Jurgen Appelo's Management 3.0 is all about a major version change for management. This book contains so much research and thought that it is almost impossible to do it justice in short review. However, I’ll try to give you a flavor for the book by tackling select topics and examples…
As Jurgen outlines in his Preface, Management 1.0 was about hierarchies, and Management 2.0 was about fads, or add-ons to the hierarchal 1.0 style of management. Jurgen doesn’t discount earlier management theories, but instead makes the case that we've moved on. Management today needs to “replace the assumptions of hierarchies with networks.”
Jurgen’s goal for the book is to help everyone become a better manager – a better Agile manager in an Agile organization. Jurgen does this by weaving together his research on management and complexity theory along with his own insights based on experience, sprinkling in a little humor to provide a unique perspective on management.
For example, here’s Jurgen’s Management 3.0 model, with six different views of the organization (the model is named Martie, in case you were wondering):
Management 3.0 examines people, teams, organizations and the role of the manager using these views.
Innovation and creativity are becoming increasingly important to businesses, and Jurgen discusses this –among other things – is his chapter on How to Energize People. Jurgen points out that one area managers should examine to foster creativity is the work environment, stating, “A person is likely to be more creative when his environment breathes creativity.”
Jurgen outlines five key ingredients of a creative environment:
Safety: People are creative only when they feel it is safe to express their ideas. There must be freedom to be creative and freedom to take risks when talking about new ideas.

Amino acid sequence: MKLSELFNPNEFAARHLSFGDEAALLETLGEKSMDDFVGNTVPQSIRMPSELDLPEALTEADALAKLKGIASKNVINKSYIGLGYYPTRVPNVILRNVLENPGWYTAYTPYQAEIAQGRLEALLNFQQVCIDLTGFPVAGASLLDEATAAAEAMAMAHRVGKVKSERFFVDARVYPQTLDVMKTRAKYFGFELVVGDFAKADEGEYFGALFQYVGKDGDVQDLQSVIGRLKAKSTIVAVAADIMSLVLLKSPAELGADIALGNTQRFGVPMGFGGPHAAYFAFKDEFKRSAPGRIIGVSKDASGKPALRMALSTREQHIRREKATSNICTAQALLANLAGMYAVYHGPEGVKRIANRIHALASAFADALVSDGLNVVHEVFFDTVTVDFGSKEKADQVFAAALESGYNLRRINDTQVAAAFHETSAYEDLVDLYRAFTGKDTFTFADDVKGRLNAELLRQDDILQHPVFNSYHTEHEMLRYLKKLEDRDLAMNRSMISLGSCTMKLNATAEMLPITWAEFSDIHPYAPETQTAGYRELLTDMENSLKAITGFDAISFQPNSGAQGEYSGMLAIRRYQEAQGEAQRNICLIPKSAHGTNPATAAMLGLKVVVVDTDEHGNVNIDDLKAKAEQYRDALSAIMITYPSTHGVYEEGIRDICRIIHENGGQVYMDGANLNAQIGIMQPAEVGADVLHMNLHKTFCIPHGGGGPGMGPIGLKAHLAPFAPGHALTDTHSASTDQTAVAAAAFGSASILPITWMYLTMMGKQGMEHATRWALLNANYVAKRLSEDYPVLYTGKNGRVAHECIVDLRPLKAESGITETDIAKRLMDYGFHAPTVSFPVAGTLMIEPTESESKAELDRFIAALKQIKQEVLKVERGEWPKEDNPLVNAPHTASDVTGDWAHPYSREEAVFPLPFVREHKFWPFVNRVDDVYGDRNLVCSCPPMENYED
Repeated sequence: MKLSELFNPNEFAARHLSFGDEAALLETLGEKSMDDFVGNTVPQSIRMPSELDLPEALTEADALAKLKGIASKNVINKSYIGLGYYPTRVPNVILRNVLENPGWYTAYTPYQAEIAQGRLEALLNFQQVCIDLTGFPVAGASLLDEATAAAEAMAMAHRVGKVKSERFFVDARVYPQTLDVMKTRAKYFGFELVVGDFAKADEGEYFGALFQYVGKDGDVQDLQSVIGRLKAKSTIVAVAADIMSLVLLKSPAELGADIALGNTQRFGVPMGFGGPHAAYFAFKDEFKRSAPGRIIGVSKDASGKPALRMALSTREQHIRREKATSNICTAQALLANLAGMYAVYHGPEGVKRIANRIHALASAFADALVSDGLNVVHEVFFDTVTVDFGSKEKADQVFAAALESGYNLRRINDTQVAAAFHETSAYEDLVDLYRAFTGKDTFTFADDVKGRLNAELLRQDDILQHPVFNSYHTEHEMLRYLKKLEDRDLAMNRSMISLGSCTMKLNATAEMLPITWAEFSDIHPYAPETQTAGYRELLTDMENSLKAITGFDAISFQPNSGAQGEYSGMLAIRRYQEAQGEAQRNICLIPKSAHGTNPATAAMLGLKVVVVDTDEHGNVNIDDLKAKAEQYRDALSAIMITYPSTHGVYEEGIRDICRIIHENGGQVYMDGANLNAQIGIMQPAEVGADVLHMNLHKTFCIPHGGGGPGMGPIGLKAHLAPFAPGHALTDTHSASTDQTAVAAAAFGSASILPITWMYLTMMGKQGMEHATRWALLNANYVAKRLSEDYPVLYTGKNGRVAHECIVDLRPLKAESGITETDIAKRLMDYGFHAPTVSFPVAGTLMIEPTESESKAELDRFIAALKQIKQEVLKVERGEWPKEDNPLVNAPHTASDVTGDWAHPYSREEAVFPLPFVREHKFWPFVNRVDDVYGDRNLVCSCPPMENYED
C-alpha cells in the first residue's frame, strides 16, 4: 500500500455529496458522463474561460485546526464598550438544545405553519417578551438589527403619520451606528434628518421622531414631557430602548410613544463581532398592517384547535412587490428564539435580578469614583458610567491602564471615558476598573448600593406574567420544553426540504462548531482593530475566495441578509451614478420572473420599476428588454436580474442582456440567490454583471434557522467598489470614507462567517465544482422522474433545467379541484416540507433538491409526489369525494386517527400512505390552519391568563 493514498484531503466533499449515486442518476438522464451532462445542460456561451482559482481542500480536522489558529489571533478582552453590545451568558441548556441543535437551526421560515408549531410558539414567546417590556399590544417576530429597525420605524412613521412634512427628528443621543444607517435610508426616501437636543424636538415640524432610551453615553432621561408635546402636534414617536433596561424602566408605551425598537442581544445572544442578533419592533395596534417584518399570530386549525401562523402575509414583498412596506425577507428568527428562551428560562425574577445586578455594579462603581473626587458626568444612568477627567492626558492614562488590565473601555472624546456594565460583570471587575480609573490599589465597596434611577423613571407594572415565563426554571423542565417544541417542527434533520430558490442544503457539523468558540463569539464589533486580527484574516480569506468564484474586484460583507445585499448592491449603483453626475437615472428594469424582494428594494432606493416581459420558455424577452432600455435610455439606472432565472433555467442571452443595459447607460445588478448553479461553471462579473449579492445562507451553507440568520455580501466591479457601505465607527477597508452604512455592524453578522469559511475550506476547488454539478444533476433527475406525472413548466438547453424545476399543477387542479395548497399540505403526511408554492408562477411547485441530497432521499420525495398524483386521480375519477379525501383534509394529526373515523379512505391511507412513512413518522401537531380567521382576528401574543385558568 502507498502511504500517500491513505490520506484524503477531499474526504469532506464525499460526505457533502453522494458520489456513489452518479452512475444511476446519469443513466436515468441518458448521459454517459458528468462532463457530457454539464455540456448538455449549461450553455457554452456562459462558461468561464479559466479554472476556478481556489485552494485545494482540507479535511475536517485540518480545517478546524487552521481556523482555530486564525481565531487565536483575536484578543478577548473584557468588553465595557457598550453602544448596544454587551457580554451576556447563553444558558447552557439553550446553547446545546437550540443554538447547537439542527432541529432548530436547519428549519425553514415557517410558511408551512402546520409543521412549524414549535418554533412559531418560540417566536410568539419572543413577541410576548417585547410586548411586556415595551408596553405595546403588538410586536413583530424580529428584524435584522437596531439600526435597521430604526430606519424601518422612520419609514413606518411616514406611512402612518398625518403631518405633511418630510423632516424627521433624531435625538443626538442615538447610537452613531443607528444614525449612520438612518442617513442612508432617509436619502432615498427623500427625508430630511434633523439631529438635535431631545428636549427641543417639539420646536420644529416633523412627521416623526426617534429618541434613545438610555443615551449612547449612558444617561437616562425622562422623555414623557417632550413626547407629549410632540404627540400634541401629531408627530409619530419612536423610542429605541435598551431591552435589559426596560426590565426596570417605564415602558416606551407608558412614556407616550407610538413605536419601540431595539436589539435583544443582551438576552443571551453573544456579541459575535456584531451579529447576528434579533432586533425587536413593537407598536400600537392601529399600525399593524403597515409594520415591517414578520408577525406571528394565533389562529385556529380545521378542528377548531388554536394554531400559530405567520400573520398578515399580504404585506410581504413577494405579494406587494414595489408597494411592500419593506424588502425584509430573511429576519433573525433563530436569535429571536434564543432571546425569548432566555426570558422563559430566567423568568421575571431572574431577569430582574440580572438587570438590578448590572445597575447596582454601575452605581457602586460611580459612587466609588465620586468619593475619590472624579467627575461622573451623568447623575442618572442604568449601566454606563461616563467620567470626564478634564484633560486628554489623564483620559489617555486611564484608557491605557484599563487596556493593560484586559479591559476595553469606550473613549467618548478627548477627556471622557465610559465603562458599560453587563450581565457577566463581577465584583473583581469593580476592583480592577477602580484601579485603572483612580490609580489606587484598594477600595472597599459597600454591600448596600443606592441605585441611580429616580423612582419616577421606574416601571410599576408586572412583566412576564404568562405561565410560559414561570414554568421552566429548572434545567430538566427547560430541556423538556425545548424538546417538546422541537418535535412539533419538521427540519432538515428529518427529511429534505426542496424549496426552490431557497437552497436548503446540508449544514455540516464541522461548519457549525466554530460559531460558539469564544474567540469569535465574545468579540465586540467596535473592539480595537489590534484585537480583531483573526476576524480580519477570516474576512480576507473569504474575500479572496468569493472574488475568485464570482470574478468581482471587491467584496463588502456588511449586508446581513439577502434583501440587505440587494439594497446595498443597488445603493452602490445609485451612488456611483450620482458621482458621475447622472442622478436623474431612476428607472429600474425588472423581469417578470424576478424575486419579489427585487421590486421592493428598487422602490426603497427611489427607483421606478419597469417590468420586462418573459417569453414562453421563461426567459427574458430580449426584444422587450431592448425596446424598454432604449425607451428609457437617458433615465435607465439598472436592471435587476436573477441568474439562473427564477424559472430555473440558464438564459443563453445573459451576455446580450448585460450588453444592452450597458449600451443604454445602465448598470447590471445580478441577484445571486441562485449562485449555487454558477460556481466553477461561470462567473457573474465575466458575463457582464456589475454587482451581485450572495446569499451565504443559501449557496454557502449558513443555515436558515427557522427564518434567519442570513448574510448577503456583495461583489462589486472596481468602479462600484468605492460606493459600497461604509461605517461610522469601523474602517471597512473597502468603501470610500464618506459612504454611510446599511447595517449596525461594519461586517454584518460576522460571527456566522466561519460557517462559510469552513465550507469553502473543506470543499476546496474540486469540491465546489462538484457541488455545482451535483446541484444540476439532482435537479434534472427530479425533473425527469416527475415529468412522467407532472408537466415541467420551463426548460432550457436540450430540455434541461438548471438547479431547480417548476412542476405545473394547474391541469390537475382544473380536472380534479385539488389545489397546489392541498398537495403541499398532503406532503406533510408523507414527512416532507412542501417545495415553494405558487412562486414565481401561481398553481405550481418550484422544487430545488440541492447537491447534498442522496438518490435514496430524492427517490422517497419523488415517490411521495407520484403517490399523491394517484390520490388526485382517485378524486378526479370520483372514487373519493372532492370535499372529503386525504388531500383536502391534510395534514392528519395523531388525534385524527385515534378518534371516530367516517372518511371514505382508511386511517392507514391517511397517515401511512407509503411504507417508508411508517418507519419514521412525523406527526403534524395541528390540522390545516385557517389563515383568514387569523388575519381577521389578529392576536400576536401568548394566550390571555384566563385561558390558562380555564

Play: Games and play challenge people’s minds and allow them to practice their creative talents.
Variation: Routine work kills creative thinking. Change things up by organizing meetings at the local park, or giving each product release the name of a funny animal, etc.
Visibility: You can instill creativity just by making other people’s creative results visible.
Edge: Find real challenges that are a little scary. This does not mean that you should give people too much work to do! Challenge their thinking and stretch them, but don’t pile on more of the same.
Management 3.0 has a great deal of sound advice and insight backed by solid research and practical experience to help guide the development of an Agile leader. For example, one piece of advice is to avoid creating motivational debt.
One common way that managers create emotional debt, Jurgen says, is by being bossy. It is much better to ask someone to do something, he says in Management 3.0. His reasoning is quite simple and grounded in the basics of human motivation: “When people have not agreed to do something, you don’t have their commitment. And when you don’t have their commitment, you have a motivational problem on your hands.”
Agile leadership is all about empowerment, right? Jurgen makes an excellent point (as he does throughout the book on a variety of topics) about the distinction between empowerment and delegation. (Quick, what is the difference in your mind?)
Delegation, as Jurgen states, “…is the act of handing over responsibilities for something to someone else, ” whereas empowerment, “…includes the support of risk taking, personal growth, and cultural change.”
Empowerment is often cited these days in management literature as a mechanism for improving productivity, enhancing work/life balance, increasing employee retention, etc. Jurgen quotes research on how companies have in fact reported improvements in profitability and competitiveness because of empowerment initiatives, but then Jurgen does something unique. He relates empowerment to complexity theory.